Herpesviruses maintain themselves during the latent state as "episomes", circular DNA elements, with no capsid, that are in the nucleus but that are not integrated into the host genome. Host enzymes replicate these episomes, and different viruses have evolved different strategies for ensuring that the episomes are passed on to newly-divided cells.
After they first infect cells, many herpesviruses establish a latent lifecycle with the viral genome existing as circular genetic elements called episomes inside the host cell’s nucleus that are closely associated with, but not integrated into, the host DNA. During latent infection, episomes are replicated during S phase, but new viral particles are not produced and the infected cell survives. The maintenance of herpesvirus genomes as episomes contrasts significantly with retroviruses, which insert their genome within the host cell genome to ensure their replication and inheritance by daughter cells and establish long-term infection. ... EBV uses a mechanism to tether the EBV genome to host DNA, facilitating the equal distribution of episomes in daughter cells with a larger number of cells having at least one EBV genome. In contrast, KSHV uses a clustering strategy that promotes a higher number of episomes per cell, but at the expense of not passing on the episome to some daughter cells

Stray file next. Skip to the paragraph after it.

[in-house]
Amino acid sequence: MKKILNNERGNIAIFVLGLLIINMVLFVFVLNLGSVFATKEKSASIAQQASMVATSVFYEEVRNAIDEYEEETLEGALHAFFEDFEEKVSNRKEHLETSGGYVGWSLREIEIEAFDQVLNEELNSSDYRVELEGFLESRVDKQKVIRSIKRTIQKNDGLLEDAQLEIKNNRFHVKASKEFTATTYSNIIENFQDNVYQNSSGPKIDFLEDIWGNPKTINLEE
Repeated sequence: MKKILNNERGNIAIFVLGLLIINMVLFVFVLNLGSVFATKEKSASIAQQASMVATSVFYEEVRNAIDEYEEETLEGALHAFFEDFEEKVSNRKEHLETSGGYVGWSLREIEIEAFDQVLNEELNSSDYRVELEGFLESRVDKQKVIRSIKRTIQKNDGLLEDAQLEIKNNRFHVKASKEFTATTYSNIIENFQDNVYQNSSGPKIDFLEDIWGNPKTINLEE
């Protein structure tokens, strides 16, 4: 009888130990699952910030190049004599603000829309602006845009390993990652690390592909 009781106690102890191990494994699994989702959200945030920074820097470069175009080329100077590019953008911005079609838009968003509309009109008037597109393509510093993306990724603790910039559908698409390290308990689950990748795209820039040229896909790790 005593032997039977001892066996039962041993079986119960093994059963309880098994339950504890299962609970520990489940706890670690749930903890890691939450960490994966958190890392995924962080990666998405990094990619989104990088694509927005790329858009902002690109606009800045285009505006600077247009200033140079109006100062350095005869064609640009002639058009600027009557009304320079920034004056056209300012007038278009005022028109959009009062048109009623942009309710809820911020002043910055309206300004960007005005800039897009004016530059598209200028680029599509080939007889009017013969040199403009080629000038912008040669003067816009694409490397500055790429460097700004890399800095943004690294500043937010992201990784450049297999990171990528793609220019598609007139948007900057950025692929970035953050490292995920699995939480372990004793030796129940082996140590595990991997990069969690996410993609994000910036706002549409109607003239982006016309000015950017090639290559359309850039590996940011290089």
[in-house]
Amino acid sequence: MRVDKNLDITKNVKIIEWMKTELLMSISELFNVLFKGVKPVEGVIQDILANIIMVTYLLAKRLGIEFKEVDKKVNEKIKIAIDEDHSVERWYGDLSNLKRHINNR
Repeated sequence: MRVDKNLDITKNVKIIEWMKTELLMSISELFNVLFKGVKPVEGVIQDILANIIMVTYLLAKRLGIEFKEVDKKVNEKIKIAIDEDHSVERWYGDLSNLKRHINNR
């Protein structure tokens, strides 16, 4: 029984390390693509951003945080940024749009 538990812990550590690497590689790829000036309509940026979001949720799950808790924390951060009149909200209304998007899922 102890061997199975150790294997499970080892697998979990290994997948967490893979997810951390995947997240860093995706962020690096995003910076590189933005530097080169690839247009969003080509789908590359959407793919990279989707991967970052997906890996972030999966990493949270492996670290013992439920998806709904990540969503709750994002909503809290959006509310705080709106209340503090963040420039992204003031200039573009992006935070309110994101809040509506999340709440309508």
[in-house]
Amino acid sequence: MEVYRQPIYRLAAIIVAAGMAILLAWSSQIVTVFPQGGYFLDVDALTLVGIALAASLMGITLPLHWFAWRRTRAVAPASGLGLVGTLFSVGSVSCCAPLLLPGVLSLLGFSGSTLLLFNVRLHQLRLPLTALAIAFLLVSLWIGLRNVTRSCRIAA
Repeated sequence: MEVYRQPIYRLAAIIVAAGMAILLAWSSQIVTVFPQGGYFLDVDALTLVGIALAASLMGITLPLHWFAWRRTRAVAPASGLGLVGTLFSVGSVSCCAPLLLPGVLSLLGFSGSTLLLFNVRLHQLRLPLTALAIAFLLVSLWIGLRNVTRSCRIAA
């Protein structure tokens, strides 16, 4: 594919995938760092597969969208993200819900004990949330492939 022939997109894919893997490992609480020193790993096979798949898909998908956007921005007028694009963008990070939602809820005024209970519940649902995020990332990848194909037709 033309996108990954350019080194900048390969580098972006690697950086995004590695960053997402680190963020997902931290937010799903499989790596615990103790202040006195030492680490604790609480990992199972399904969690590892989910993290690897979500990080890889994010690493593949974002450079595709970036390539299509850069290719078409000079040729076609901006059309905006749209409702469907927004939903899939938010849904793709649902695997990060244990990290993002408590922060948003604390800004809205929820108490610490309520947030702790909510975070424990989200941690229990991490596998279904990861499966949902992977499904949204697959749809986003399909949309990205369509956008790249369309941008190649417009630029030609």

--How herpesviruses pass on their genomes
Another mechanism many herpesviruses use is to establish their latent infection in non-dividing cells, especially neurons, so that there's no concern about daughter cells.